006_Document6.pdf -> 007_Document6.pdf
007_Document7.pdf -> 008_Document7.pdf
008_Document8.pdf -> 009_Document8.pdf
009_Document9.pdf -> 010_Document9.pdf
010_Document10.pdf -> 011_Document10.pdf

steeldriver
March 29th, 2013, 12:38 PM
^^^ that's almost exactly what I came up with as well, but since the OP mentioned regexs I wondered if it would be worth adding a regex check on the 3 digit prefix, something like


i=0; for file in *.pdf; do if [[ "$file" =~ ^[0-9]{3}.* ]]; then printf -v newfile "%03d%s" $((i++)) "${file:3}"; echo mv "$file" "$newfile"; fi; done

Marcus Aurelius
March 29th, 2013, 05:10 PM
Don't use '019' but '19'. When you write '019' it is assumesd to be a number in octal notation (in which '9' isn't a valid digit)....

May I point out that the code by my esteemed co-posters requires you to first spot any duplicates, while my suggestion can be applied blindly?



OK, thank you, that worked. I also see the wisdom of using your program as it reorders from start to finish, thanks for pointing that out. I'm very new to any programming so I started with the easiest to read. I have a question about reading your code:

count=$(( $count + 1 ))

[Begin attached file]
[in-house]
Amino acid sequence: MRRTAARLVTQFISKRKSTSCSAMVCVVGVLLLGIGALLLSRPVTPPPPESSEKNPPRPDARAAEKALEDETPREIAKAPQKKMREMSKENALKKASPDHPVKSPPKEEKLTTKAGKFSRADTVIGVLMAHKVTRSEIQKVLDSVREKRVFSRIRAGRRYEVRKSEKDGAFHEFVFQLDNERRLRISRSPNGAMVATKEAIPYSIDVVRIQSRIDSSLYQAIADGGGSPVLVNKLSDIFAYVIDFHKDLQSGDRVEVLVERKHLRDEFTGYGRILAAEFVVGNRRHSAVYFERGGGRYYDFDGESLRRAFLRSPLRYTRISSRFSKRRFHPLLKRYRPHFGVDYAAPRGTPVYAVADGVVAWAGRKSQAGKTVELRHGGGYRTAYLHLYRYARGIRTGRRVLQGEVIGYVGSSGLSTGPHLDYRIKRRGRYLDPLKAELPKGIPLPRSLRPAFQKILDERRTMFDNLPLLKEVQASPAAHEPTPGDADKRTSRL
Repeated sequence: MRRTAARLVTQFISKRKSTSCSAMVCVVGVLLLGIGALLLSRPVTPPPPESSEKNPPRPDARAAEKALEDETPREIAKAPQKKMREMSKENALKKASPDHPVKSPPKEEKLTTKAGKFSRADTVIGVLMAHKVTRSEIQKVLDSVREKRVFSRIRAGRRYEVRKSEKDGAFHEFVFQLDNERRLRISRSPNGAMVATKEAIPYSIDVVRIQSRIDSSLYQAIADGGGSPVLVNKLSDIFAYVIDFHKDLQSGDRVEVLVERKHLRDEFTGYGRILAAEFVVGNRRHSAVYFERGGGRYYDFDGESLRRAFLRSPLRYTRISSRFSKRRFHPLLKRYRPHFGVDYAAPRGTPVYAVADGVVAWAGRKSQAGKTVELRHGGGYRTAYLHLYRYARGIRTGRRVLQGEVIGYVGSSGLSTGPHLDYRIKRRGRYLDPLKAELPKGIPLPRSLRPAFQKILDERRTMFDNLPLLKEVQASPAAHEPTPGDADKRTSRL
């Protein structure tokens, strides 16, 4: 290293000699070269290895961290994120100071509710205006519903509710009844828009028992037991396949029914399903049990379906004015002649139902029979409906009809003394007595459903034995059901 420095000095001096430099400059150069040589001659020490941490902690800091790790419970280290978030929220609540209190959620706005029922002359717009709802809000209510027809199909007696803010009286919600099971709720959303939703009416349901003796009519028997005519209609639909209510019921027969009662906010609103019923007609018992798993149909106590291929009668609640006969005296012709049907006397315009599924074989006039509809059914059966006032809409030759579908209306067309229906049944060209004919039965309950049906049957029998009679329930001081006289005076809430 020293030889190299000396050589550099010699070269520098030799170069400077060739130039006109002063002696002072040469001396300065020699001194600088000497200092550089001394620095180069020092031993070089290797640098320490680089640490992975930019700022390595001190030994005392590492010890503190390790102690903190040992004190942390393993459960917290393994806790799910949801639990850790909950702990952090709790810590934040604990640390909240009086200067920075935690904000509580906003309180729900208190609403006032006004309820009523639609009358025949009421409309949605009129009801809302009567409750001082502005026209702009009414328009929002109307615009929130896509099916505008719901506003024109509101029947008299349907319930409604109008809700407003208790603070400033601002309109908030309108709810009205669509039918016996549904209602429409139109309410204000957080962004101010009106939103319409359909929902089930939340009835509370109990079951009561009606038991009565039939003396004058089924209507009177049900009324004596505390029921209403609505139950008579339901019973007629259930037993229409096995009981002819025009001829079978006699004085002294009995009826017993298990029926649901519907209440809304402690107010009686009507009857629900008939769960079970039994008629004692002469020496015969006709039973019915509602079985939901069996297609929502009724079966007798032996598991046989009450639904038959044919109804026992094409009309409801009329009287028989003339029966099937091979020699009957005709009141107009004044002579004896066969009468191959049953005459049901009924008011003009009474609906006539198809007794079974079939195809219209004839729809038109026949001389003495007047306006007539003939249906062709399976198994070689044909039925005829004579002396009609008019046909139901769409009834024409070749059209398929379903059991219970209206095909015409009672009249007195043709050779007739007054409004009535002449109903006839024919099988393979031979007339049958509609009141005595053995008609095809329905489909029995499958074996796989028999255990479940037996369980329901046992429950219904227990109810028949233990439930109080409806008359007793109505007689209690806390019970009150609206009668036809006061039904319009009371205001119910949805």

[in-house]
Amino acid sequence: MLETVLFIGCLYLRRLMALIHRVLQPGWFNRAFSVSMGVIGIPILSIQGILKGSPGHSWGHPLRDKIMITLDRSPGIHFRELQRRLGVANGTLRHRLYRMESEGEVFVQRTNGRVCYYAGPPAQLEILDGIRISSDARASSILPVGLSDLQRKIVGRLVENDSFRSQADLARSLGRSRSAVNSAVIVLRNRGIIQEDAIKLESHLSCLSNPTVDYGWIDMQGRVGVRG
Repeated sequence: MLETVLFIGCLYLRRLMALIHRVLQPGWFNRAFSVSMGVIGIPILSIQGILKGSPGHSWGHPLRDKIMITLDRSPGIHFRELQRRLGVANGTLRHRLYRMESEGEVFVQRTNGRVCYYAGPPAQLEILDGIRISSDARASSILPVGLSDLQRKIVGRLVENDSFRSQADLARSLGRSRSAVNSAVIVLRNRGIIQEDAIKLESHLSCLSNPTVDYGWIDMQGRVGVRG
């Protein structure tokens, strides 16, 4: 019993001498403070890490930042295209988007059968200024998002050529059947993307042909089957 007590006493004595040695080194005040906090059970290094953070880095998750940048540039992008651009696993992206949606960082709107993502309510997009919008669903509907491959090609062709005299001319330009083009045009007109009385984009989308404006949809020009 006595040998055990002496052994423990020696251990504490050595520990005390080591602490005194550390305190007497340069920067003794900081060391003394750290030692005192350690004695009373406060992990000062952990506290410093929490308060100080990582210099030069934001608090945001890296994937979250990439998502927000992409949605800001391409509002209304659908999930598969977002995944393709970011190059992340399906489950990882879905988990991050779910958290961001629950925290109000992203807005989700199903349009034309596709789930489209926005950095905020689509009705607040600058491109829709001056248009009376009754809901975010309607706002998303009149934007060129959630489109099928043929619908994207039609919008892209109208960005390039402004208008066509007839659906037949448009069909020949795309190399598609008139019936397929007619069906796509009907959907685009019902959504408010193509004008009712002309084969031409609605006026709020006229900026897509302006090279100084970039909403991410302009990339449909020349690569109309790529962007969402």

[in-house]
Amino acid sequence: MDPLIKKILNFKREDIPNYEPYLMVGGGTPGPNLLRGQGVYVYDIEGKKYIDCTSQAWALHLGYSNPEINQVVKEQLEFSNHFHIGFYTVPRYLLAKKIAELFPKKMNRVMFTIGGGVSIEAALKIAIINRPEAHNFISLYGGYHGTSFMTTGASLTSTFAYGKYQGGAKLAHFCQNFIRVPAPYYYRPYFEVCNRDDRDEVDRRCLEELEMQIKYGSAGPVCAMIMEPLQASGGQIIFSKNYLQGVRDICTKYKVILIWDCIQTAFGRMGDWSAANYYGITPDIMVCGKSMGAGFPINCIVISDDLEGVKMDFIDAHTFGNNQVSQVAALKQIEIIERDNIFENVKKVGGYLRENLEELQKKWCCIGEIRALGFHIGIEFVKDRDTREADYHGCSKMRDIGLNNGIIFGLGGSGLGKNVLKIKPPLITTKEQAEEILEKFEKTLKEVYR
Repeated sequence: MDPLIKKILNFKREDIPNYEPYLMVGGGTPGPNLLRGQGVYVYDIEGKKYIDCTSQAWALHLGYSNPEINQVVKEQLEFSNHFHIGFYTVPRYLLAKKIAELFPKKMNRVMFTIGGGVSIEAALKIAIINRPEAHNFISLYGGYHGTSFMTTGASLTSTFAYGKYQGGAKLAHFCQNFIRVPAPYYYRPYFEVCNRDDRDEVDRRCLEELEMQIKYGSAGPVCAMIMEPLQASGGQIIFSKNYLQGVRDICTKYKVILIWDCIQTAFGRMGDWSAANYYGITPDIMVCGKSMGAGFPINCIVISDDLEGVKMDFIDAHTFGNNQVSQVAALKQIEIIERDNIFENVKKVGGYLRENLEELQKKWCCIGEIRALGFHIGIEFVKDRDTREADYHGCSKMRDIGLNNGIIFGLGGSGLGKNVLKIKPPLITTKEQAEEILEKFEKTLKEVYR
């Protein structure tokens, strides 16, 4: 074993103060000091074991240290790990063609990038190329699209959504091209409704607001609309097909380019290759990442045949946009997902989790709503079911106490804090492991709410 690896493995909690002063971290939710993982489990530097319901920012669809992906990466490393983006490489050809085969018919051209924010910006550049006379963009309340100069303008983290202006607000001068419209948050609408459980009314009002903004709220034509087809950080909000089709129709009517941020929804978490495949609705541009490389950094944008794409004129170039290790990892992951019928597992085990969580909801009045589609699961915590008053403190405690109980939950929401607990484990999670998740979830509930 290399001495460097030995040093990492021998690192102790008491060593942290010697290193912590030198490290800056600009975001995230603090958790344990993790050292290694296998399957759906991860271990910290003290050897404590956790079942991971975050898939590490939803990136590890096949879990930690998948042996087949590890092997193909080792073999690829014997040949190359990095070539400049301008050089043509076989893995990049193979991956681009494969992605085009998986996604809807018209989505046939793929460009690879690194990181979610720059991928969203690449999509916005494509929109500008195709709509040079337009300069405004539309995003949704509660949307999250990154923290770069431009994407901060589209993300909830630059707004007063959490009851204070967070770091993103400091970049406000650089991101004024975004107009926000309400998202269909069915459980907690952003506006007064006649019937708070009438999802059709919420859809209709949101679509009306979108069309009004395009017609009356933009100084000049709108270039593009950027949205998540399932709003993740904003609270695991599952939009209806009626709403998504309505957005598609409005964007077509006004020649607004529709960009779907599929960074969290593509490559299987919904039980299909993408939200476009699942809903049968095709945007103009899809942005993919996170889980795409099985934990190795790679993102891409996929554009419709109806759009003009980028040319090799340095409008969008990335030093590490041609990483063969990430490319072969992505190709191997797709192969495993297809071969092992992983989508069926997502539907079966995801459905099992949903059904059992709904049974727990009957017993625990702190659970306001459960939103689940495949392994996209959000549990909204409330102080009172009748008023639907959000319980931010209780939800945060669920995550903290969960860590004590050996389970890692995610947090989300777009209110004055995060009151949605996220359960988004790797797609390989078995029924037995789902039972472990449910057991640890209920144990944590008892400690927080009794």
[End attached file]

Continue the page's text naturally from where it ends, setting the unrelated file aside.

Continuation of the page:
I understand increments and saves count...then:

count0="000$count"
What's here, count0 is assigned 0001?

renumbered="${count0: -3}_${file#???_}"
THEN, get a little mixed up. Takes file number whatever say 256_ (puts in $)....then count0 (or 0001): -3 ...this lost me
so what is ${count0: -3} saying exactly?

[[ "$file" != "$renumbered" ]] && echo mv -v "$file" "$renumbered"
I think I understand this: (& finally pop out the echo when test succeeds)

OK, other than my lack of coding knowledge I think you found the best solution to my issue.
Thanks again.

schragge
March 29th, 2013, 06:50 PM
$count0 just pads $count on the left with 000, then ${count0: -3} takes only the three rightmost characters of it. That gives


$count$count0${count0: -3}
10001001
2300023023
456000456456

Marcus Aurelius
March 30th, 2013, 03:52 AM
Thank you very much, and I completely understand now.

Vaphell
March 30th, 2013, 05:30 AM
about that zero forcing octal system where 9 is illegal: you can easily circumvent that issue and force decimal system


$ x=019
$ printf "%03d\n" $(( x+5 )) # pad with 0s to 3digits
bash: 019: value too great for base (error token is "019")
$ printf "%03d\n" $(( 10#$x+5 ))
024

Marcus Aurelius
April 3rd, 2013, 06:09 AM
.........Since the upgrade of the forum there's still a problem with the option to mark the threads as solved in the Thread Tools combo. The workaround is to edit the thread Title and inserting [SOLVED] at the beginning of it............

I've been trying to close this thread. I do not have the ability to do this in thread tools or in go advanced.